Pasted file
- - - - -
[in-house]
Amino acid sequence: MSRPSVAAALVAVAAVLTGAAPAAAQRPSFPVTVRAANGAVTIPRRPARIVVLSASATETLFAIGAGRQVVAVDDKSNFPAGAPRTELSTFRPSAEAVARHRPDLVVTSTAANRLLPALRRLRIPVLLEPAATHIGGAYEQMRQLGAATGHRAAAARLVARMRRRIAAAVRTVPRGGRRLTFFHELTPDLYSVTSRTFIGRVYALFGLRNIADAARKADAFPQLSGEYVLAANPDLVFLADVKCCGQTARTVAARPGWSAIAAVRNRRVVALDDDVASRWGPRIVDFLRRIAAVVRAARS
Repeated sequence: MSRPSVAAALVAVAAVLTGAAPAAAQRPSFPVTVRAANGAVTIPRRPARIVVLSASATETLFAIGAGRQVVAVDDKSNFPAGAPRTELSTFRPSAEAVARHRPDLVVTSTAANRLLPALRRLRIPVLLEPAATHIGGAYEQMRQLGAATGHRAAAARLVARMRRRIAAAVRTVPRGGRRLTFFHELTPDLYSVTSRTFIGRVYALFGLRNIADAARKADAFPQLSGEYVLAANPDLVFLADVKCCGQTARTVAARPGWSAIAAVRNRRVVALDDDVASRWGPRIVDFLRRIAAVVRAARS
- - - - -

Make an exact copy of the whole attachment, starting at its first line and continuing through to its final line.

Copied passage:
[in-house]
Amino acid sequence: MSRPSVAAALVAVAAVLTGAAPAAAQRPSFPVTVRAANGAVTIPRRPARIVVLSASATETLFAIGAGRQVVAVDDKSNFPAGAPRTELSTFRPSAEAVARHRPDLVVTSTAANRLLPALRRLRIPVLLEPAATHIGGAYEQMRQLGAATGHRAAAARLVARMRRRIAAAVRTVPRGGRRLTFFHELTPDLYSVTSRTFIGRVYALFGLRNIADAARKADAFPQLSGEYVLAANPDLVFLADVKCCGQTARTVAARPGWSAIAAVRNRRVVALDDDVASRWGPRIVDFLRRIAAVVRAARS
Repeated sequence: MSRPSVAAALVAVAAVLTGAAPAAAQRPSFPVTVRAANGAVTIPRRPARIVVLSASATETLFAIGAGRQVVAVDDKSNFPAGAPRTELSTFRPSAEAVARHRPDLVVTSTAANRLLPALRRLRIPVLLEPAATHIGGAYEQMRQLGAATGHRAAAARLVARMRRRIAAAVRTVPRGGRRLTFFHELTPDLYSVTSRTFIGRVYALFGLRNIADAARKADAFPQLSGEYVLAANPDLVFLADVKCCGQTARTVAARPGWSAIAAVRNRRVVALDDDVASRWGPRIVDFLRRIAAVVRAARS